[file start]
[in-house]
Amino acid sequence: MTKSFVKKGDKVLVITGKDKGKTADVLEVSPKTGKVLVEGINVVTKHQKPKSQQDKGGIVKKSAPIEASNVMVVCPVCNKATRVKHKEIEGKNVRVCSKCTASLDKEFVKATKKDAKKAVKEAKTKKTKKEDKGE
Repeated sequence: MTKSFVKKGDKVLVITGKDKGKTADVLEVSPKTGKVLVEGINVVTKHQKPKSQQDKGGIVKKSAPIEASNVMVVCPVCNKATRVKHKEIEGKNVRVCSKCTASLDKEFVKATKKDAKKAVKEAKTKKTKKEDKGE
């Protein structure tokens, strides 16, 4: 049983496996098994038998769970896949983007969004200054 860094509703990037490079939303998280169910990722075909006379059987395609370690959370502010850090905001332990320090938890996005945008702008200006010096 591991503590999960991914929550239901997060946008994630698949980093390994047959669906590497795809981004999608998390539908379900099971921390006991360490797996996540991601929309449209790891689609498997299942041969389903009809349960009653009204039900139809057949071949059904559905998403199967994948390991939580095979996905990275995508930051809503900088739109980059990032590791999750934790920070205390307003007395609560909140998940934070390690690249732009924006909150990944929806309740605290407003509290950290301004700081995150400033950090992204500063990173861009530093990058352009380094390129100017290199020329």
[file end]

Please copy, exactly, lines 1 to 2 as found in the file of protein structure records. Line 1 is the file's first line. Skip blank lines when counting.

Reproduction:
[in-house]
Amino acid sequence: MTKSFVKKGDKVLVITGKDKGKTADVLEVSPKTGKVLVEGINVVTKHQKPKSQQDKGGIVKKSAPIEASNVMVVCPVCNKATRVKHKEIEGKNVRVCSKCTASLDKEFVKATKKDAKKAVKEAKTKKTKKEDKGE